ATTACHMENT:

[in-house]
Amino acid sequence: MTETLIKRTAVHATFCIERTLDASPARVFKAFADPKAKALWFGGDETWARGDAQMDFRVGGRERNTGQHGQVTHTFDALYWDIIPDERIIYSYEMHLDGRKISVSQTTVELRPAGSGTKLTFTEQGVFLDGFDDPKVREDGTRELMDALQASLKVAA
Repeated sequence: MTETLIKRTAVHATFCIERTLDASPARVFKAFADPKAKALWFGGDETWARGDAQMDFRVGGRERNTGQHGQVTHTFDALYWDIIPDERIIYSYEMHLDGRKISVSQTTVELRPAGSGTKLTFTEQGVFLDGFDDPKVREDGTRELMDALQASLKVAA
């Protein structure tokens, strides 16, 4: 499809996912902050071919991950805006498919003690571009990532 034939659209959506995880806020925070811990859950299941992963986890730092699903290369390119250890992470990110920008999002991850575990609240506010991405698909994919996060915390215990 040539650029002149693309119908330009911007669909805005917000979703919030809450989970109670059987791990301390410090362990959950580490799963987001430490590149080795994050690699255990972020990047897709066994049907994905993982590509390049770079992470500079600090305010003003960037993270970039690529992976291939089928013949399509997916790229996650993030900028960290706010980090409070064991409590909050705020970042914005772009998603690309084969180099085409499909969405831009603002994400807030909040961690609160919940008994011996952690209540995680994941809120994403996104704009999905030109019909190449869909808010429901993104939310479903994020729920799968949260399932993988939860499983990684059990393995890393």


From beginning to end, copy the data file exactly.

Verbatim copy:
[in-house]
Amino acid sequence: MTETLIKRTAVHATFCIERTLDASPARVFKAFADPKAKALWFGGDETWARGDAQMDFRVGGRERNTGQHGQVTHTFDALYWDIIPDERIIYSYEMHLDGRKISVSQTTVELRPAGSGTKLTFTEQGVFLDGFDDPKVREDGTRELMDALQASLKVAA
Repeated sequence: MTETLIKRTAVHATFCIERTLDASPARVFKAFADPKAKALWFGGDETWARGDAQMDFRVGGRERNTGQHGQVTHTFDALYWDIIPDERIIYSYEMHLDGRKISVSQTTVELRPAGSGTKLTFTEQGVFLDGFDDPKVREDGTRELMDALQASLKVAA
């Protein structure tokens, strides 16, 4: 499809996912902050071919991950805006498919003690571009990532 034939659209959506995880806020925070811990859950299941992963986890730092699903290369390119250890992470990110920008999002991850575990609240506010991405698909994919996060915390215990 040539650029002149693309119908330009911007669909805005917000979703919030809450989970109670059987791990301390410090362990959950580490799963987001430490590149080795994050690699255990972020990047897709066994049907994905993982590509390049770079992470500079600090305010003003960037993270970039690529992976291939089928013949399509997916790229996650993030900028960290706010980090409070064991409590909050705020970042914005772009998603690309084969180099085409499909969405831009603002994400807030909040961690609160919940008994011996952690209540995680994941809120994403996104704009999905030109019909190449869909808010429901993104939310479903994020729920799968949260399932993988939860499983990684059990393995890393």